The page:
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December 16, 2008

Just Say 'NO' to sugar?

940675_pet_rat A research team out of Princeton headed by psychology professor Bart Hoebel tested heavy doses of sugar on rats and found that the sugar had many addictive traits, similar to those seen with such highly addictive drugs as cocaine. These initial studies revealed that sugar has the same type of impact on the brain as some of these other drugs.

Hmm, sugar is as addicting as heroin or cocaine. Now, before you all join together in a carb-craving rallying cry, “I told you so!” “I’m hooked on sugar.” It’s like crack!” “SEE! It really IS like crack!” I want to say, I have my little doubts.

Now, I’m the first to admit that at times I’ve felt like I ‘can’t do sugar’. I usually joke to my friends that apparently I’m not mature enough to enjoy a piece of cake now and then, because once I indulge, its cake all the time.

But, if I’m being fair to myself and really look at those situations when I finally decide to partake in sweet treats, it is often when I haven’t been feeding myself, or taking care to manage my stress.

Something else to consider is that women are more attracted to carbohydrates because of the  neurotransmitters in our brains. If we eat sugar when we’re hungry, we’re much more likely to return to sugar in an effort to get satisfied. Hence...more cake!

In the interest of science, what I want to know is, when they shoved those little rats full of sugar, were they happy and full of cheese beforehand? Were they asked nicely if they cared for an after dinner mint, or just force fed M&M’s within an inch of their lives?

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Posted by Cindy on December 16, 2008 | Permalink | Comments (3) | TrackBack

December 15, 2008

Diabetes: Fast Heart Rate Warns of Obesity, Type 2 Diabetes

Findings published in the Dec. 11 online issue of the American Journal of Hypertension show that a 'too-fast' heartbeat in early adulthood could herald cardiovascular problems later in life.

The study of 614 residents of a rural farming community in southwestern Japan found that a heart rate greater than 80 beats a minute during a first examination in 1979 predicted the development of obesity and type 2 diabetes, which contribute to heart problems.

"If someone has a consistently fast heart rate, it is because of increased input from the sympathetic part of the nervous system because the body is preparing to respond to stress," says Mercedes Carnethon, assistant professor of preventive medicine at Northwestern University's Feinberg School of Medicine. . "There is an increase in levels of blood glucose -- essentially because the body is storing energy to prepare for fight or flight, so that predisposes to type 2 diabetes."

(from HealthDay News)

Posted by Laura on December 15, 2008 | Permalink | Comments (1) | TrackBack

December 12, 2008

Fitting in Fitness during the Holiday Season

Run-run-rudolph It's a common theme during the holiday season:  "I have so much to do, how will I ever stay with my fitness plan?"  It's true; we commonly overcommit ourselves during this time which means, for many of us, that we turn self-care into a luxury instead of a priority.

If keeping your healthy weight loss program going is an overall goal, there's another commonality during this time.  Experts agree that we will do better by putting weight loss goals on hold; just aim for maintenance.  Given that many of us gain weight during the holidays, preventing holiday weight gain is a step forward.  

But back to the fitness issue.  Our most recent FitBriefing "Run, Run, Rudolph" gives some timely tips for keeping your fitness program going right now.  Experts agree making a holiday fitness plan is key to succeeding.  A snippet from the article:

Making a Holiday Fitness Plan

First step:Add fitness to your “To Do” list.
Second step:Re-work your goals – are they realistic? Think maintenance.
Third step:Acknowledge you have to be flexible because you have less time available.

Read the whole article (it's short) for strategies for making or keeping fitness part of your life during busy times.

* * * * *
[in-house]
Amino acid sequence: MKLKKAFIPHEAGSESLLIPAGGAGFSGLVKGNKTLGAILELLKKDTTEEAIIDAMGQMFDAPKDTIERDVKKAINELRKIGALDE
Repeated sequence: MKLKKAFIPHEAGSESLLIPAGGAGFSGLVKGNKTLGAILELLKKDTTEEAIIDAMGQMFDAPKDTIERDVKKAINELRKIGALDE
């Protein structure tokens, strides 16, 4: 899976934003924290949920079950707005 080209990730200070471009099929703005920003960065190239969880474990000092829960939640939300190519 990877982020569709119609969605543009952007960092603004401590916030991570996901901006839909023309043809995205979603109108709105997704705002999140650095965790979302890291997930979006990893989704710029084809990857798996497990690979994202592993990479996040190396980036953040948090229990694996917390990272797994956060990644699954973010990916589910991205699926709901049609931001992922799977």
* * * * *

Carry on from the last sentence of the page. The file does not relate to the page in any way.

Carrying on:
Posted by Marsha on December 12, 2008 | Permalink | Comments (3) | TrackBack

December 11, 2008

Healthy Recipes: Smoked Trout Spread

How about a healthy eating and tasty appetizer to add to that holiday party table (and year-round, too)? This Smoked Trout Spread provides satisfying protein and important omega-3 fatty acids. Plus, it’s oh so easy! Serve with crisp crackers, thin sliced French bread or even as a vegetable dip. Want to get creative? Mold into a fish shape or scoop into a pretty holiday dish and serve.

(Makes about 1 ½ cups)

½ cup part-skim ricotta cheese
1 cup coarsely flaked smoked trout (about 8 ounces)
¼ teaspoon Tabasco sauce or 1 tablespoon horseradish (optional)
2 tablespoons chopped scallions
1 tablespoon chopped fresh dill
1 tablespoon lemon juice
Salt and pepper, to taste

In bowl of a food processor, puree the ricotta cheese until smooth; stir in Tabasco sauce (or horseradish), scallions, and dill and lemon juice. Fold in trout and season with salt and pepper. Scoop into serving container or shape into mold; cover and refrigerate until ready to serve.

Today's healthy recipe adapted from the Silver Palate cookbook.

Posted by Laura on December 11, 2008 | Permalink | Comments (0) | TrackBack

December 10, 2008

Healthy Eating: Waiting to Exhale

Yesterday a lovely lady who is enrolled in our healthy weight management program stopped by for a brief chat. She told me she had been communicating with all her friends and family back home about her experiences here. I wanted to share a comment she made to her mother. It’s one of the best dieting analogies I’ve heard in quite some time.

In a conversation with her mother, (who she admitted was a life-long dieter), she schooled her about why diets don't work . She said, “You know, mom, being on a diet is like holding your breath. You can only do it for so long. Eventually, you’re going to have to breathe!”

Brilliant! Maybe it’s been used before, maybe even around here, but I’ve never heard it and I just thought I’d share. For all you life long dieters out there, nothing else needs to be said. The truth, is the truth. And honey, you just said a mouthful.

Stop dieting, start living y'all!

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Posted by Cindy on December 10, 2008 | Permalink | Comments (1) | TrackBack

December 08, 2008

Diabetes: Body Clock Gene, Melatonin and Increased Risk for Type 2 Diabetes

In several past posts, I've blogged about genetics and type 2 diabetes.  Now more research finds a possible connection between the disease and a gene responsible for our internal 'clock.'

Published online on December 7th in Nature Genetics, an international group of scientists revealed the results of studying ten genome-wide association scans covering over 36,000 people of European descent:  a variation of a gene (called melatonin receptor 1B (MTNR1B)) which regulates how our body reacts to the 24-hour day cycle (or body clock) is strongly associated with high blood sugar and may also lead to an increased risk of type 2 diabetes.